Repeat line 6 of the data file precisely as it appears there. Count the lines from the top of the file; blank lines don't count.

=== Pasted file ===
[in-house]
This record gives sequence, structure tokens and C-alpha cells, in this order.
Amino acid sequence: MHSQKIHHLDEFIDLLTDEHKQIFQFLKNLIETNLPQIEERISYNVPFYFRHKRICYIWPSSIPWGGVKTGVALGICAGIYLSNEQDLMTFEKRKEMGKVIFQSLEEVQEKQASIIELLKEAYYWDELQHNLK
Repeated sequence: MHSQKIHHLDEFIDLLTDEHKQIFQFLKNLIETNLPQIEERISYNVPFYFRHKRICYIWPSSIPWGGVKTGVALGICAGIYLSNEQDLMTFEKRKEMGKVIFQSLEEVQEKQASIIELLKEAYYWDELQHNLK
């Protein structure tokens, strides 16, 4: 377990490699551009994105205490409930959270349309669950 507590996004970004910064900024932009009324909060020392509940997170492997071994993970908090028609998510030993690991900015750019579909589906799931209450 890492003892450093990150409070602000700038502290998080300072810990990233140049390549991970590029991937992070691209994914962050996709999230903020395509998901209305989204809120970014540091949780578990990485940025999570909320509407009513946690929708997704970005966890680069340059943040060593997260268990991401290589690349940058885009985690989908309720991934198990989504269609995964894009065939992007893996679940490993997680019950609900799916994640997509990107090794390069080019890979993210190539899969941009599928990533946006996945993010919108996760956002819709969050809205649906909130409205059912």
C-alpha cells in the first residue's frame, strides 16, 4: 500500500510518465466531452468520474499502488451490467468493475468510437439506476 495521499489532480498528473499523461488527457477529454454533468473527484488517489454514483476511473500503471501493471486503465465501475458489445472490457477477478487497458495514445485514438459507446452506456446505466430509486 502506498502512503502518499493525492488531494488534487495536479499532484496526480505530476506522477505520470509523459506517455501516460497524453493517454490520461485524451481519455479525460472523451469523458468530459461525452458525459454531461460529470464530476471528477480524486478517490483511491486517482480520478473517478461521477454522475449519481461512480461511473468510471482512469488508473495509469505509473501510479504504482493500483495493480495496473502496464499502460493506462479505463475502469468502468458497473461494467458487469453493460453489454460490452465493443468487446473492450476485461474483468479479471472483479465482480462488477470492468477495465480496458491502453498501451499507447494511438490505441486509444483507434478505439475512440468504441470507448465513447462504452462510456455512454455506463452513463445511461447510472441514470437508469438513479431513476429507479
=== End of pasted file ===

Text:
C-alpha cells in the first residue's frame, strides 16, 4: 500500500510518465466531452468520474499502488451490467468493475468510437439506476 495521499489532480498528473499523461488527457477529454454533468473527484488517489454514483476511473500503471501493471486503465465501475458489445472490457477477478487497458495514445485514438459507446452506456446505466430509486 502506498502512503502518499493525492488531494488534487495536479499532484496526480505530476506522477505520470509523459506517455501516460497524453493517454490520461485524451481519455479525460472523451469523458468530459461525452458525459454531461460529470464530476471528477480524486478517490483511491486517482480520478473517478461521477454522475449519481461512480461511473468510471482512469488508473495509469505509473501510479504504482493500483495493480495496473502496464499502460493506462479505463475502469468502468458497473461494467458487469453493460453489454460490452465493443468487446473492450476485461474483468479479471472483479465482480462488477470492468477495465480496458491502453498501451499507447494511438490505441486509444483507434478505439475512440468504441470507448465513447462504452462510456455512454455506463452513463445511461447510472441514470437508469438513479431513476429507479